Monday, February 23, 2015

The Inevitability of Zombie Cows

The Ironic Cherry... reads...

My most recent hero is Paolo Bacigalupi.  In January I wrote a review of his newest book, The Doubt Factory, which took on in no uncertain terms the corporate product defense industry, those guys who brought us decades of bought scientists explaining why smoking was not hazardous to our health.  Okay, it wasn't really a review so much as me telling you you have to buy a copy for every young adult you know, and read it yourself before you gift-wrap it.

Well, the good news is, there is a whole backlog of books by this author that I haven't read yet.  And I am on it.

The Doubt Factory is a young adult novel written primarily for high school aged teens.  Zombie Baseball Beatdown is decidedly directed toward middle schoolers.  While there is nary a girl in this story, I am going to say that girls I know wouldn't want to miss it.

Bacigalupi doesn't just get the voice of the characters, adults as well as the kids, he manages to tell a truly comic tale with major serious topics.

The main character is an American of Bengali and German descent, with one best friend a Mexican with undocumented immigrant parents, and another best friend with an alcoholic dad.  The main industry in town is the cattle processing plant, the creepy and oxymoronic "Milrow Meat Solutions."  Foul smells and secrecy, rumors of new types of drugs tested on cattle to fatten them up, and the cover-up that involves deporting attempted whistle-blowers whirl around the lives of the kids who are just trying to play baseball and stay out of the way of the town bullies.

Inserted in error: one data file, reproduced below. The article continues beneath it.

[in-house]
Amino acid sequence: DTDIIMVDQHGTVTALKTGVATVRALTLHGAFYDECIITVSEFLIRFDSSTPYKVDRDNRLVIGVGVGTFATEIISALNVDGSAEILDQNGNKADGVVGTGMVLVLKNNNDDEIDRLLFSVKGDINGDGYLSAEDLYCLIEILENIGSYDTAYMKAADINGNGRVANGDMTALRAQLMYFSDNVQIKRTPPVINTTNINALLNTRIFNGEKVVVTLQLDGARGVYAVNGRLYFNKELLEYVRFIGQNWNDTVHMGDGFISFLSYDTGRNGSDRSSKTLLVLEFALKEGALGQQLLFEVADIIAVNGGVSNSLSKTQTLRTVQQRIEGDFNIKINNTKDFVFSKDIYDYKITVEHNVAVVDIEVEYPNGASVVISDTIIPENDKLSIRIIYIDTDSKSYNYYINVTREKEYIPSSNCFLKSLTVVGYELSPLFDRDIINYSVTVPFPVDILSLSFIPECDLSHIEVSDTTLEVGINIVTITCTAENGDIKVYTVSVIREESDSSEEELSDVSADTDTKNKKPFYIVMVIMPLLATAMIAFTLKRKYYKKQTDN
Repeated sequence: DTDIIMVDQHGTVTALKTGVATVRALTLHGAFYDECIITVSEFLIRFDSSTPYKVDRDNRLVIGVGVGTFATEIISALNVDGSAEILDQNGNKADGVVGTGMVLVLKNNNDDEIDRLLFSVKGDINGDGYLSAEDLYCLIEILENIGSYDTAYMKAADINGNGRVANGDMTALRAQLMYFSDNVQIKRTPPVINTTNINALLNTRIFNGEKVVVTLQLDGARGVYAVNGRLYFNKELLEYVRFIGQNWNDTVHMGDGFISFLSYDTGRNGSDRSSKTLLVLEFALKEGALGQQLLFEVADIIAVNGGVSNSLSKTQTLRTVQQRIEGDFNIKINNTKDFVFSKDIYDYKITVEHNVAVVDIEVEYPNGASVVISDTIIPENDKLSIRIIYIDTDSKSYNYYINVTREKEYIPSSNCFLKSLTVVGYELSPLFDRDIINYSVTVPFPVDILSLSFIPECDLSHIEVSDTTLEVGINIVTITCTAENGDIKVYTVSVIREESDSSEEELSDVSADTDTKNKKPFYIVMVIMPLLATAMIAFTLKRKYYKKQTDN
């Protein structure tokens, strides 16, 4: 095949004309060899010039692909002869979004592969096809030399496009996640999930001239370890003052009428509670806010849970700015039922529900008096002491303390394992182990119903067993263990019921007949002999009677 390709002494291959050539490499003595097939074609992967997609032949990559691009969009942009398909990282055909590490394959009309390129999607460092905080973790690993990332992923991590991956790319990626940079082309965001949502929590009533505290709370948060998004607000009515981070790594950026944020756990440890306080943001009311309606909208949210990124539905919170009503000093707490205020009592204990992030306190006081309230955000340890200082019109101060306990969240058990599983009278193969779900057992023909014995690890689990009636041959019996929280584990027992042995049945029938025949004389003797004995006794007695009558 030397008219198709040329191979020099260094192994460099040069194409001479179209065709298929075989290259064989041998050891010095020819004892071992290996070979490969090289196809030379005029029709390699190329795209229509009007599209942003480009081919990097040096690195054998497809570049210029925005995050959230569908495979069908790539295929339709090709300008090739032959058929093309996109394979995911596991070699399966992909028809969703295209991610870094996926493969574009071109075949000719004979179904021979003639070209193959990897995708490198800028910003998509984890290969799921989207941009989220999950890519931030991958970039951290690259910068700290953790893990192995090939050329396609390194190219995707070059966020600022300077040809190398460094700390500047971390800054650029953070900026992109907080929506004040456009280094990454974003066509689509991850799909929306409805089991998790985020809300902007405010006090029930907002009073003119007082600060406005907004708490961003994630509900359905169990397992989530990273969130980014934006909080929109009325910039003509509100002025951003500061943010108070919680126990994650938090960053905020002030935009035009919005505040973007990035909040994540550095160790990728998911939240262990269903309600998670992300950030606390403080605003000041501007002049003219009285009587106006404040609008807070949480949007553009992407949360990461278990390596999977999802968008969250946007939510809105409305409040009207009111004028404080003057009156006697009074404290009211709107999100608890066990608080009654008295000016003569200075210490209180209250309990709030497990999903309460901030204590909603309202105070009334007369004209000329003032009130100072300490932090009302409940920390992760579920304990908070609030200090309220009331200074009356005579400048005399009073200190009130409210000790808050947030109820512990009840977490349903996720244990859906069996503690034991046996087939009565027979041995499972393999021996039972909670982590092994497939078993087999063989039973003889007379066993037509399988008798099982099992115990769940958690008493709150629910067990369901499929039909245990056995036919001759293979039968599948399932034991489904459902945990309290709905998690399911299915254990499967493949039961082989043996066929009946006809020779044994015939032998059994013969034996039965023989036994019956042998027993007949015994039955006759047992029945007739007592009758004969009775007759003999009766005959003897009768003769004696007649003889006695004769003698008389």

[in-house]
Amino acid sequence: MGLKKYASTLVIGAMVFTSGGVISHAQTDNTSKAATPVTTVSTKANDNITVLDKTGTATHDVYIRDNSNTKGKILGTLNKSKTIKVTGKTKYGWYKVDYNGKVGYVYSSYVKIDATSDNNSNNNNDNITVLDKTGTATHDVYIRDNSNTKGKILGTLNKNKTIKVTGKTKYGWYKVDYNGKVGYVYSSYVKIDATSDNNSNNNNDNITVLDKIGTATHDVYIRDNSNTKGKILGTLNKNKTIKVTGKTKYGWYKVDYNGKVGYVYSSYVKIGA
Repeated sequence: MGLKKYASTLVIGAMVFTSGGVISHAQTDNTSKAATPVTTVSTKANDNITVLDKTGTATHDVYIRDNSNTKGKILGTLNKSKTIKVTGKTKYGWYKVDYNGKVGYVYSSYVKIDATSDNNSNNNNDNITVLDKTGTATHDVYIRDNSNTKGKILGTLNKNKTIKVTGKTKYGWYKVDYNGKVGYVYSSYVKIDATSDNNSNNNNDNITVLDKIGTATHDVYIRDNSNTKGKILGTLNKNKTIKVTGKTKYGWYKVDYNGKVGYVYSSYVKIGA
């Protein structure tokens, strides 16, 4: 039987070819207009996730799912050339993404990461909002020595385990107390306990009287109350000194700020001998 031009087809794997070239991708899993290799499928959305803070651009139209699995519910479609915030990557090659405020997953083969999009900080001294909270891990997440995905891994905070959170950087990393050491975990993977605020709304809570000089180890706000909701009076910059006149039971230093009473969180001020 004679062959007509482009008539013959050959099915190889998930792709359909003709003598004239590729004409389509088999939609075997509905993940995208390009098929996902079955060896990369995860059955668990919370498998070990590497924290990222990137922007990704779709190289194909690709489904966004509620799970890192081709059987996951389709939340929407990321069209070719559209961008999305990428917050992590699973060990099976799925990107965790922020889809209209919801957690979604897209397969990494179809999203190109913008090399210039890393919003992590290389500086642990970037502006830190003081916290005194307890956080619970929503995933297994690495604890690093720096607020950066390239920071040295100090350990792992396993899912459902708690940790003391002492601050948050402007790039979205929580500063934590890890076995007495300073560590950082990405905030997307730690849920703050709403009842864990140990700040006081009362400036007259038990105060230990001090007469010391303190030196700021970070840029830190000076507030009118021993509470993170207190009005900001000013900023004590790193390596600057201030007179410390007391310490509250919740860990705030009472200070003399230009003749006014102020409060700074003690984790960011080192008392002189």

The only place that this plot can logically go is:  zombie cows.

With one hysterical scene after another, Bacigalupi doesn't fail to make the allegory entertaining, but very real.  The USDA and the FDA look the other way, and the sleazy corporate lawyers take care of any annoying problems with the help of the many "farm protection laws" throughout the country.  We know all about the mysterious foodborne illnesses that have become a way of life, and "pink slime" is still around.  So what's not to believe about zombie cows?   

It's a quick and fun read, so after you buy a copy for all the middle schoolers in your life, be sure to give it a read before you wrap it up.

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